Tramping is the word kiwis use for hiking and trekking. Well, we did some tramping today, my poor feet!
Day 11 Radiant as paua shell, full-bodied as Syrah, lavish as Art Deco
We started strong with Hawke’s Bay vineyards tour dropped by at Napier for a self guided Art Deco tour. And ended up on Te Mata peak where the cloudy weather didn’t shade the views. Wine, art and views along with friendly relaxed people – that’s Hawke’s Bay (and probably an essential part of New Zealand as a whole).
Those few clouds on that day didn’t scare us but showed us a different perspective. Good that we climbed Mt. Doom yesterday!
Day 12 Distinguished creatures in the windy capital
The morning compensated for yesterday’s weather and we woke up with the view of the shining Pacific. We drove to the capital Wellington to meet this hilly and crowded on Christmas Eve city. After some food shopping we managed to ride the cable car to acquire some views from the above of the marina and the city center. We continued with the Weta Cave workshop visit at the Miramar suburb. This is where the film making in New Zealand happens and a lot of artists work in the cave to give us the most realistic perception of almost every creature we see in the movies. We finished the day with a gourmet dinner at the suburb’s vintage cinema theater.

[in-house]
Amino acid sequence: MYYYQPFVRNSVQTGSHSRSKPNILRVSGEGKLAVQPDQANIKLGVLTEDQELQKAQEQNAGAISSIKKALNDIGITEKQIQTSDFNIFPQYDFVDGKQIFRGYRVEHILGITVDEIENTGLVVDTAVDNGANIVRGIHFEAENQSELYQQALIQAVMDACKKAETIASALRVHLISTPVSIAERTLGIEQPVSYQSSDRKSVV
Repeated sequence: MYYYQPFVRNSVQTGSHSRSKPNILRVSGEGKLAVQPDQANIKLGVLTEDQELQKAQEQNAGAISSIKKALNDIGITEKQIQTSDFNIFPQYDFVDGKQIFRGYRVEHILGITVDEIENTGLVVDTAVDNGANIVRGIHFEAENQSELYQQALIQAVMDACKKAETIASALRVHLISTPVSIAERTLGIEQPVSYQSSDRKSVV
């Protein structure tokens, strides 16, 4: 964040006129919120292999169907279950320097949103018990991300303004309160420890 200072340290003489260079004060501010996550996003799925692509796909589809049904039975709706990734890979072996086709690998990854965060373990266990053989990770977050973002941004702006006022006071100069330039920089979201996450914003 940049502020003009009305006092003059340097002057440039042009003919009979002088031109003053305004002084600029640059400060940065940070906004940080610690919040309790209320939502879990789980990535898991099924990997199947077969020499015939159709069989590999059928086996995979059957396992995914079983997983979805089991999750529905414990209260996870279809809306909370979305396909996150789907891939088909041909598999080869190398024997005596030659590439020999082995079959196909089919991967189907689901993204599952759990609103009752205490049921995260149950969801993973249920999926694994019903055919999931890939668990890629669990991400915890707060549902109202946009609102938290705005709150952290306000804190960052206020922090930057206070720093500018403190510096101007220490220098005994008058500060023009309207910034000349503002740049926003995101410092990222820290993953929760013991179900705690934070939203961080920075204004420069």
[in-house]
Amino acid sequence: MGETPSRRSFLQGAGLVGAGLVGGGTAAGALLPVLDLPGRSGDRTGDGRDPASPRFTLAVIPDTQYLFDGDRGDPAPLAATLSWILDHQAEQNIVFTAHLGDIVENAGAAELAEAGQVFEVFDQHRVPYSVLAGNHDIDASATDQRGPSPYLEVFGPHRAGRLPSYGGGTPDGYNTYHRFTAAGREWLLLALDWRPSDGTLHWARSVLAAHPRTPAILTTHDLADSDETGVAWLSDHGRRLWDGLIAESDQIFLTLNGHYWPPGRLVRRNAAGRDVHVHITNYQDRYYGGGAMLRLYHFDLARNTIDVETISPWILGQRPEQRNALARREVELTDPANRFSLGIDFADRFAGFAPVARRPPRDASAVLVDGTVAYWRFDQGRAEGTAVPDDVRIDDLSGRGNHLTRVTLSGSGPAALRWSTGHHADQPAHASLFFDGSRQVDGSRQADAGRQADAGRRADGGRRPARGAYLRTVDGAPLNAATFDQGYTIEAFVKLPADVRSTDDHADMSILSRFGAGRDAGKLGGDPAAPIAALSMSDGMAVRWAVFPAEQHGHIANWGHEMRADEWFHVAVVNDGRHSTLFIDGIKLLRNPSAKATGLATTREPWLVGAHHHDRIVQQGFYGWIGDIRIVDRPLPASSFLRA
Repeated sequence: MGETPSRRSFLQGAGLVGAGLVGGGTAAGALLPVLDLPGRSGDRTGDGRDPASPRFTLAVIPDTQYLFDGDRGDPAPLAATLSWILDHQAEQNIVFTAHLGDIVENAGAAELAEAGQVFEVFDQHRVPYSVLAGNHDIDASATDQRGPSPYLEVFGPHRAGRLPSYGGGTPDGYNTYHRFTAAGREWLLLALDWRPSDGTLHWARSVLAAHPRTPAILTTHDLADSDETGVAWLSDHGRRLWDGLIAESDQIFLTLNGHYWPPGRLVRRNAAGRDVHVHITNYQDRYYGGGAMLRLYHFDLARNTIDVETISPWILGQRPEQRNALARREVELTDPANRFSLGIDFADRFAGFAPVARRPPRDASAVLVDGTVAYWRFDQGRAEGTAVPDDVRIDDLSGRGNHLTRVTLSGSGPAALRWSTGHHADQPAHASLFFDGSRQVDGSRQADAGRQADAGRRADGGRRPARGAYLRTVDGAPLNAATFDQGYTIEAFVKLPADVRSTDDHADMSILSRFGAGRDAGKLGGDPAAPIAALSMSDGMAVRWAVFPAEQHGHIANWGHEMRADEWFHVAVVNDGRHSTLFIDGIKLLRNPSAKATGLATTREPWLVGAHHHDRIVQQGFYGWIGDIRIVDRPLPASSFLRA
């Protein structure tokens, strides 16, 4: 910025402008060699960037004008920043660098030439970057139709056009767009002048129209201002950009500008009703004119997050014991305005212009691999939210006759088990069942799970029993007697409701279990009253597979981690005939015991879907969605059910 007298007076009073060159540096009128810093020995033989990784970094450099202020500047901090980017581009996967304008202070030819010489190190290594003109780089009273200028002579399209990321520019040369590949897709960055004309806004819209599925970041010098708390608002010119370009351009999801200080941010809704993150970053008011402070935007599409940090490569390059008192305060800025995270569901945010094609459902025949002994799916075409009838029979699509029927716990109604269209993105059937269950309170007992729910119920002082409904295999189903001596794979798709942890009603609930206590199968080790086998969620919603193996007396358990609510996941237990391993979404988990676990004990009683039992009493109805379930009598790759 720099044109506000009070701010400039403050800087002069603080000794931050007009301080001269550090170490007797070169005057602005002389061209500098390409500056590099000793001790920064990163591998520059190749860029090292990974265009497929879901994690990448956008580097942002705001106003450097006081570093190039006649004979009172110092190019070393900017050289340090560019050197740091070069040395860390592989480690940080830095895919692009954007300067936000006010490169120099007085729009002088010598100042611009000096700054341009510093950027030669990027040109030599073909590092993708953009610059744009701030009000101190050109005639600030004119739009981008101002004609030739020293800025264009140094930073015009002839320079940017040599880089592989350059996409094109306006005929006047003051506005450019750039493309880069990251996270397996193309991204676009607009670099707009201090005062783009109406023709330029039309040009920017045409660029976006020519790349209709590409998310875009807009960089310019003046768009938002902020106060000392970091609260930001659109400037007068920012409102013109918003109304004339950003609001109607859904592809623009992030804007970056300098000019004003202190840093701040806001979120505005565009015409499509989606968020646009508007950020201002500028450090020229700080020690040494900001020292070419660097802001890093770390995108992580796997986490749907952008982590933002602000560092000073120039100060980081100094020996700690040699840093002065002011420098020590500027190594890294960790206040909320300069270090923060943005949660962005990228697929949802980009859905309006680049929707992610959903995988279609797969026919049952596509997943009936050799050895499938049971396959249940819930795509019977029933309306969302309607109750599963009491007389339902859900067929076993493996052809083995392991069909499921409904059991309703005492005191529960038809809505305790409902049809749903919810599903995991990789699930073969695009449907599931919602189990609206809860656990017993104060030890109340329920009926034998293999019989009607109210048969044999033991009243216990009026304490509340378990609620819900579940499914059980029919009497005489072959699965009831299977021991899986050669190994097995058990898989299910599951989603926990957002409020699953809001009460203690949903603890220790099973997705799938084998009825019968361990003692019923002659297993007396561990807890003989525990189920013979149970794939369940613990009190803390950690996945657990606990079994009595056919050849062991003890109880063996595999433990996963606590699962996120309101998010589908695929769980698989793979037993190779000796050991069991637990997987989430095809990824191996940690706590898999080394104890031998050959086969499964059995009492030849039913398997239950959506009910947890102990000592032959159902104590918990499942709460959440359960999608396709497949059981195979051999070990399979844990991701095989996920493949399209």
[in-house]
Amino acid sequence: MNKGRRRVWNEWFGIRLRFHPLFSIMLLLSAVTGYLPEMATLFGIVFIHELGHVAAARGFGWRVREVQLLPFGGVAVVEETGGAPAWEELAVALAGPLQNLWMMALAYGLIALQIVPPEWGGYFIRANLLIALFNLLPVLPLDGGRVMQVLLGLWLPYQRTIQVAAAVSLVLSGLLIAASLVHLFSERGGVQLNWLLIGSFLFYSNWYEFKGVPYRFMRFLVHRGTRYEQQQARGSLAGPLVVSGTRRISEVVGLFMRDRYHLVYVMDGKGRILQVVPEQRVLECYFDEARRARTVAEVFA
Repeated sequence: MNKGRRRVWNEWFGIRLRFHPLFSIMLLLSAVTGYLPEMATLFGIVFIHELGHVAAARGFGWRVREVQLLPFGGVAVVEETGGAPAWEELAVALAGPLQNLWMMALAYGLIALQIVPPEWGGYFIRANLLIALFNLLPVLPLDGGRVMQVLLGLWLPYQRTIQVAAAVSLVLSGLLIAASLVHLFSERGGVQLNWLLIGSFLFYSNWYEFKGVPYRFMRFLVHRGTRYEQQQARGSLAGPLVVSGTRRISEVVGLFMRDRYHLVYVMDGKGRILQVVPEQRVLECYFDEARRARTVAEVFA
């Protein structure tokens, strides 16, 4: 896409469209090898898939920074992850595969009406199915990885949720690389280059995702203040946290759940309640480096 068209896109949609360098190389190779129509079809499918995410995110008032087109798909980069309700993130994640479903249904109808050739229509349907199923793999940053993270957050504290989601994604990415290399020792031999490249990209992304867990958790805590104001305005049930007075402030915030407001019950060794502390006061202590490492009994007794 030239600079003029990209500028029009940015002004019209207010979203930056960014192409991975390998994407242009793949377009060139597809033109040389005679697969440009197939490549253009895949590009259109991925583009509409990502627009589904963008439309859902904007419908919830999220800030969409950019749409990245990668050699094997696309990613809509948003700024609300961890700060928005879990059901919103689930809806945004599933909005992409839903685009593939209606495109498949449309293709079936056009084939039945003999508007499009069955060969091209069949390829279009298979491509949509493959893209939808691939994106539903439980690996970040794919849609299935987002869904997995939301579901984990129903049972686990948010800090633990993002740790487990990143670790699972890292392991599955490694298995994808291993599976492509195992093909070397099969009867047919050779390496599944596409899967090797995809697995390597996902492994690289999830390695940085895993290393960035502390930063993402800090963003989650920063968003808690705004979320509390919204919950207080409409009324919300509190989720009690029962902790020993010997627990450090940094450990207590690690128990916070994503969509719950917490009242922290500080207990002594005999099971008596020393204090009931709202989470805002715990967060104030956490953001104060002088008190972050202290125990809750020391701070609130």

If you ever wondered how is it possible all the creatures look so realistic – creation of just an eyebrow of a model of a person could take up to some weeks. Ever hair is prepared and put manually. Talented artists draw every bit of the iris of the eye. Even the drops of sweat looks real! Photography is forbidden!
Day 13 The silver Christmas coin
By 9 am together with our car we were on a ferry sailing to the South island. Arriving at Picton was a beautiful experience as you navigate around the fiords. We drove a while on the Queen Charlotte drive to be mesmerized by the more and more views of the Marlbourogh Sounds. The secluded beaches were full of people on Christmas picnics. Our Christmas dinner was in Blenheim were we met some new friends in a beautiful garden villa.
It is easy to make friends in this country – everyone is so friendly and nice. And as this is New Zealand, the country that welcomes everyone – we had many nationalities on the table contributing to the multicultural feast!
Day 14 Wilder than Sauvignon Blanc on a lonely beach
We saw Blenheim coming to life on Boxing day and hurried up for a wine tasting before we leave for the west coast. We stopped at Nelson Lakes National park for a picnic lunch at lake Rotoiti and being lunch for the insects at the lake Rotoroa. We reached Granity (Miners Bay) on the west coast just in time for the low tide of the Tasman Sea and to have the whole huge beach to ourselves.
Sandflies and mosquitoes are quite annoying if you don’t have the right repellent or the right amount of wind and local beer!
Do you like this post?
Travel together with us and get instant updates on our Facebook page.